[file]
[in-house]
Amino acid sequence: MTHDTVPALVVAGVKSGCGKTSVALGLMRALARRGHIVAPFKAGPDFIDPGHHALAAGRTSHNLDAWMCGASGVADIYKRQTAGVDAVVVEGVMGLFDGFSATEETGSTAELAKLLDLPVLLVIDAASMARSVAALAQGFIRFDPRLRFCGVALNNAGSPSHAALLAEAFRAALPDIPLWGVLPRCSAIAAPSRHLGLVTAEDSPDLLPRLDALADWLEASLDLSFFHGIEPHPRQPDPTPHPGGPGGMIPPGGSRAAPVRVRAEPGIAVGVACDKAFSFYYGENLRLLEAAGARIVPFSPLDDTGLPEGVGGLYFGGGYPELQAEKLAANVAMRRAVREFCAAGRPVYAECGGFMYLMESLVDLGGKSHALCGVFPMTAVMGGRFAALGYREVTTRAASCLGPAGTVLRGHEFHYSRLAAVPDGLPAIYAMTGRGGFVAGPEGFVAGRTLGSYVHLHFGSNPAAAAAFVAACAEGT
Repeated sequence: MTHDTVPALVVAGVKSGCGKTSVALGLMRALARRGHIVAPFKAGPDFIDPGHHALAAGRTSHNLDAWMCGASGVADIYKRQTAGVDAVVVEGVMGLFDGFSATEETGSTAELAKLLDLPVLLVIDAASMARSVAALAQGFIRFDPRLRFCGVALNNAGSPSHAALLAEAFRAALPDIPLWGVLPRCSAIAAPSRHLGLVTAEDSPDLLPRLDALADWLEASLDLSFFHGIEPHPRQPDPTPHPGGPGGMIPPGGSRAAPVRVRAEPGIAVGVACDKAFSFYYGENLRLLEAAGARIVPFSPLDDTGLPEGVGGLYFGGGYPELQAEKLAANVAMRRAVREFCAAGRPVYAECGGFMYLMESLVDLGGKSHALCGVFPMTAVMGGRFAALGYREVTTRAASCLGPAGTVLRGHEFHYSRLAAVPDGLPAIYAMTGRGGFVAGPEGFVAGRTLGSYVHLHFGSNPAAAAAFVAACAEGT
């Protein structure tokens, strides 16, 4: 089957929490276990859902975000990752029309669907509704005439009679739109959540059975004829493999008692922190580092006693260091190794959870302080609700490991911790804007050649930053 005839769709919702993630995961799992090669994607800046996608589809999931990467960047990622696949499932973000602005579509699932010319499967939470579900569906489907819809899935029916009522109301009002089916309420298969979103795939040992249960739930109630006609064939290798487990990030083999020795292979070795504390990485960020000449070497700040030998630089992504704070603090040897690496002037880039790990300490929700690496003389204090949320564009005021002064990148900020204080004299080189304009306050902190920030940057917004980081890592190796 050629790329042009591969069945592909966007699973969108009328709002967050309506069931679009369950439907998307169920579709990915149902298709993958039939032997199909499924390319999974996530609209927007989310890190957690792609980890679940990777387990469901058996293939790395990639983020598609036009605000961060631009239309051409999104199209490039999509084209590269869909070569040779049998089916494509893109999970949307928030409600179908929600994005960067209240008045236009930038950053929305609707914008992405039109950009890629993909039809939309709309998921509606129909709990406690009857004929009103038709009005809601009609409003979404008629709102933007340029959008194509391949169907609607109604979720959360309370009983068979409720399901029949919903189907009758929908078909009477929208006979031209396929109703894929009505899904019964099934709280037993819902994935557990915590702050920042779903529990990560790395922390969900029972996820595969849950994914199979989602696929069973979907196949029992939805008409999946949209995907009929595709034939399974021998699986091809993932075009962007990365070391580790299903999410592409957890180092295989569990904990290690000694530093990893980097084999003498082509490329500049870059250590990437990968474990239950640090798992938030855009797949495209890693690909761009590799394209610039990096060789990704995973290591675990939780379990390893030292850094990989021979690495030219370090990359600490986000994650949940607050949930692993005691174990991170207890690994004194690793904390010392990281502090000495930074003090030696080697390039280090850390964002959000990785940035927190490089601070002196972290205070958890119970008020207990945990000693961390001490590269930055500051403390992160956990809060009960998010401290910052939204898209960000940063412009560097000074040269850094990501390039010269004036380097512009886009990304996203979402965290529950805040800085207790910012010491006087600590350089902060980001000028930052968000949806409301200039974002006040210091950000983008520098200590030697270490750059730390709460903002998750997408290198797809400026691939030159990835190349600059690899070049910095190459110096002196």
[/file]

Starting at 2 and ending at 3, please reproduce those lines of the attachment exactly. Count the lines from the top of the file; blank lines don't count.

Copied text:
Amino acid sequence: MTHDTVPALVVAGVKSGCGKTSVALGLMRALARRGHIVAPFKAGPDFIDPGHHALAAGRTSHNLDAWMCGASGVADIYKRQTAGVDAVVVEGVMGLFDGFSATEETGSTAELAKLLDLPVLLVIDAASMARSVAALAQGFIRFDPRLRFCGVALNNAGSPSHAALLAEAFRAALPDIPLWGVLPRCSAIAAPSRHLGLVTAEDSPDLLPRLDALADWLEASLDLSFFHGIEPHPRQPDPTPHPGGPGGMIPPGGSRAAPVRVRAEPGIAVGVACDKAFSFYYGENLRLLEAAGARIVPFSPLDDTGLPEGVGGLYFGGGYPELQAEKLAANVAMRRAVREFCAAGRPVYAECGGFMYLMESLVDLGGKSHALCGVFPMTAVMGGRFAALGYREVTTRAASCLGPAGTVLRGHEFHYSRLAAVPDGLPAIYAMTGRGGFVAGPEGFVAGRTLGSYVHLHFGSNPAAAAAFVAACAEGT
Repeated sequence: MTHDTVPALVVAGVKSGCGKTSVALGLMRALARRGHIVAPFKAGPDFIDPGHHALAAGRTSHNLDAWMCGASGVADIYKRQTAGVDAVVVEGVMGLFDGFSATEETGSTAELAKLLDLPVLLVIDAASMARSVAALAQGFIRFDPRLRFCGVALNNAGSPSHAALLAEAFRAALPDIPLWGVLPRCSAIAAPSRHLGLVTAEDSPDLLPRLDALADWLEASLDLSFFHGIEPHPRQPDPTPHPGGPGGMIPPGGSRAAPVRVRAEPGIAVGVACDKAFSFYYGENLRLLEAAGARIVPFSPLDDTGLPEGVGGLYFGGGYPELQAEKLAANVAMRRAVREFCAAGRPVYAECGGFMYLMESLVDLGGKSHALCGVFPMTAVMGGRFAALGYREVTTRAASCLGPAGTVLRGHEFHYSRLAAVPDGLPAIYAMTGRGGFVAGPEGFVAGRTLGSYVHLHFGSNPAAAAAFVAACAEGT